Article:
May 5, 2014
In the Book Notes series, authors create and discuss a music playlist that relates in some way to their recently published book.
Previous contributors include Bret Easton Ellis, Kate Christensen, Kevin Brockmeier, George Pelecanos, Dana Spiotta, Amy Bloom, Aimee Bender, Myla Goldberg, Heidi Julavits, Hari Kunzru, and many others.
K. Anis Ahmed's short story collection Good Night, Mr. Kissinger offers a detailed and thoughtful portrait of the Bangladeshi city Dhaka, and support World Literature Today's assertion that the author is "the most exciting new Bangladeshi talent writing in English."
Stream a playlist of these songs at Spotify.
Creedence Clearwater Revival, "Have You Ever Seen The Rain" (1971)
I have always thought of this as a 'Vietnam' song; maybe it is, maybe it's not. But the refrain and the way John Fogerty sings it is steeped with the pain of wisdom. An ironic choice too for a story about Bangladesh's Liberation War, given America's official position at the time. But the popular support in America was with us, and I had an uncle who went off to become a guerrilla fighter with American rock music - among other inspirations - in his heart.
Rolling Stones, "You Can't Always Get What You Want" (1969)
One of life's hardest lessons, and as in the story about Bahram and Jamshed, it seems to come invariably in one's adolescence, if not earlier. And the Stones are possibly my biggest all-time favorites - and they have always been big in Dhaka too.
America, "Don't Cross The River" (1975)
This song reminds me of girls like Ayesha. Struck by fate, but captivating and ultimately unattainable.
Tracy Chapman, "Fast Car" (1987)
A song about disappointment but also looking ahead. "Happiest Day of His Life" chronicles the disaffected part of the character's story, but I'd like to think he will come out of his funk in due course. Despite the vastly different contexts of the song and the story, the deep hunger for simplicity and contentment is the same.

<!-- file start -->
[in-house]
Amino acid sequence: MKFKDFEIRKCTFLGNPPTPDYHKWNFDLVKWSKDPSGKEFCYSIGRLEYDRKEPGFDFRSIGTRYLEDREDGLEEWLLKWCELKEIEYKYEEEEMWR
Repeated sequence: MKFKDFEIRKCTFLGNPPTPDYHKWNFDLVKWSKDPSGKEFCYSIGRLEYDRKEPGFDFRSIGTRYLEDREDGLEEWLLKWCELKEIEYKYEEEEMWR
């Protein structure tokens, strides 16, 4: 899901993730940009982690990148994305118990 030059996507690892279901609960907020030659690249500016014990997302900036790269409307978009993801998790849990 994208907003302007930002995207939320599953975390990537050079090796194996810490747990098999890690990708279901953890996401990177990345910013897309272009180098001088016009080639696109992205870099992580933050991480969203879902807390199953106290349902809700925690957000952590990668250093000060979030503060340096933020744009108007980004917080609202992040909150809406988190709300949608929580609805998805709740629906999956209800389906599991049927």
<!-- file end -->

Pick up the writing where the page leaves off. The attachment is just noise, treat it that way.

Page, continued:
Azam Khan, "Hariye Gechey" (unknown)
Azam Khan is one of the most iconic pop-rock singers of Bangladesh. He was also a freedom fighter and this song about loss seems fitting for the title story. Bangladesh won its liberation, true, but at such great human cost that all joy and pride is inevitably tinged with sorrow. And no one better to give that voice than the man who is known throughout Bangladesh simply as the Guru.
Salif Keita, "Folon" (1995)
This song by Malian great Salif Keita is totally out of order in time for this list, but I love its simple soulfulness. The song is about the crumbling hopes of someone in the lower economic strata. Yet, the music has always evoked for me the sorrow of all isolated characters and thus a pick for The Year of Return.
Pet Shop Boys, "Delusions of Grandeur" (1996)
The title says all you need to know about Ramkamal! And Dhaka too went through a phase of really loving Brit Pop, so no list tracing Dhaka's musical soul would be complete without a nod to electro-pop.
Femi Kuti, "What Will Tomorrow Bring" (1996)
By the son of Nigerian great Fela Kuti, though a great by his own right by now, the agonized realizations of this song could easily be transferred to any Third World country, even outside Africa. A fine song to mark the deeper distress of a story like "Elephant Road." A favorite from my New York days.
The Strokes, "Is This It" (2001)
This song is about a failed relationship and the general despondency that that engenders. This story collection is also often about characters and their failed relationships with a city. For me personally, this was a song I listened to a lot when I first came back to Dhaka, and it reminded me of my other home - New York.
K. Anis Ahmed and Good Night, Mr. Kissinger links:
also at Largehearted Boy:
100 Online Sources for Free and Legal Music Downloads
Antiheroines (interviews with up and coming female comics artists)
Atomic Books Comics Preview (weekly comics highlights)
Daily Downloads (free and legal daily mp3 downloads)
guest book reviews
Largehearted Word (weekly new book highlights)
Note Books (musicians discuss literature)
Short Cuts (writers pair a song with their short story or essay)
Shorties (daily music, literature, and pop culture links)
Soundtracked (composers and directors discuss their film's soundtracks)
weekly music release lists